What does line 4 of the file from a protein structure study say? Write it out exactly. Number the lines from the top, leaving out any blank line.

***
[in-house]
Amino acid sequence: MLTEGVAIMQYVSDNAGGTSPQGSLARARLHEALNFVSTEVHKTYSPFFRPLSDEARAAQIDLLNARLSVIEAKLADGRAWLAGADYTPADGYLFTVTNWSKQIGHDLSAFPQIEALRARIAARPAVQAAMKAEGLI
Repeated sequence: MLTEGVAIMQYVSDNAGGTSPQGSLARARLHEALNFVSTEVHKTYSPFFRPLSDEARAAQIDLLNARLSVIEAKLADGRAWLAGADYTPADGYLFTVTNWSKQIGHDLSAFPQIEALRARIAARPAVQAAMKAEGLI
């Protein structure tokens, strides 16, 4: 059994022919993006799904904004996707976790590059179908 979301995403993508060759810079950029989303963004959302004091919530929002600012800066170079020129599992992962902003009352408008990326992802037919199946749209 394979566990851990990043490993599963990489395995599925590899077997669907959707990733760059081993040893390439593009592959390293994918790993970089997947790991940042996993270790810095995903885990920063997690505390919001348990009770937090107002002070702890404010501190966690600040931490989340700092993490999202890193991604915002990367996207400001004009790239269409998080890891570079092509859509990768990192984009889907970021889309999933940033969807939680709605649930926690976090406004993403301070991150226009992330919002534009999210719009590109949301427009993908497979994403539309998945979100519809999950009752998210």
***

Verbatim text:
């Protein structure tokens, strides 16, 4: 059994022919993006799904904004996707976790590059179908 979301995403993508060759810079950029989303963004959302004091919530929002600012800066170079020129599992992962902003009352408008990326992802037919199946749209 394979566990851990990043490993599963990489395995599925590899077997669907959707990733760059081993040893390439593009592959390293994918790993970089997947790991940042996993270790810095995903885990920063997690505390919001348990009770937090107002002070702890404010501190966690600040931490989340700092993490999202890193991604915002990367996207400001004009790239269409998080890891570079092509859509990768990192984009889907970021889309999933940033969807939680709605649930926690976090406004993403301070991150226009992330919002534009999210719009590109949301427009993908497979994403539309998945979100519809999950009752998210």